Restoring the World's Largest Pipe Organ
Dean Norbeck ’65 and his wife, Susan, are volunteering their time to help restore the world’s largest pipe organ in Atlantic City. Years of attending church services accompanied by the sound of pipe organs filled the couple with a love for the instrument and because of this, it has now inspired the couple to take on a special mission.
With a jaw-dropping 33,112 pipes in eight pipe chambers and weighing three million pounds, the massive organ was unlike anything Norbeck, an electrical engineer, had worked on.
In 1944, a hurricane flooded and severely damaged the Boardwalk Hall organ, silencing the instrument. But
in the early 2000s, the Historic Organ Restoration Committee was formed and, slowly but surely, the organ has been brought back to life.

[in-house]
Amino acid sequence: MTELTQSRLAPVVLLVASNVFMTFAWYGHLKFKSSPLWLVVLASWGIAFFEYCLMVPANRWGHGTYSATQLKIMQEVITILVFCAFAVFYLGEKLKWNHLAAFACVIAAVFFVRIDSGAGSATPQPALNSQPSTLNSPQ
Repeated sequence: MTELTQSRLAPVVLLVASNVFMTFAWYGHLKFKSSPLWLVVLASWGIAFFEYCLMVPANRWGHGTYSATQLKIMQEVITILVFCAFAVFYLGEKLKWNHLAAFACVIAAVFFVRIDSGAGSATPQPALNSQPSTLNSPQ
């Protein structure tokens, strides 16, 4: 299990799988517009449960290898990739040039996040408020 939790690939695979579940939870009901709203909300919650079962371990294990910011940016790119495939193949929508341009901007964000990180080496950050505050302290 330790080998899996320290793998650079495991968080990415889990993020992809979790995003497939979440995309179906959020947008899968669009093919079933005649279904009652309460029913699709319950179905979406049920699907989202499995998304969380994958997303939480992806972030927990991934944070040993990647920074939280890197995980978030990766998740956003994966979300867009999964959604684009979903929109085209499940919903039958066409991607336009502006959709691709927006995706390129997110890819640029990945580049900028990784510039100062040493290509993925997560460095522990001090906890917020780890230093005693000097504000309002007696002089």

As of this summer, restoration is 53 percent finished. Each of the organ’s pipes has an electromagnet that is activated by a key on the organ console. That key opens the air valve that allows air into that pipe. Each one of those electromagnets needs to be replaced. It’s just one of the tedious tasks of replacing valves, screws, and connections required to restore the organ. Norbeck remarks, “What I like to do is just fix things.
I’ve always been handy with electrical things, which is why I was an engineer, and I’ve always been good with tools.”
Norbeck earned his associate degree in Electrical Engineering from York Junior College and then went on to get his bachelor’s and master’s in Electrical Engineering. He and his wife met at the same music appreciation class at the College more than 50 years ago. The two are excited and passionate to be a part of the organ’s transformation.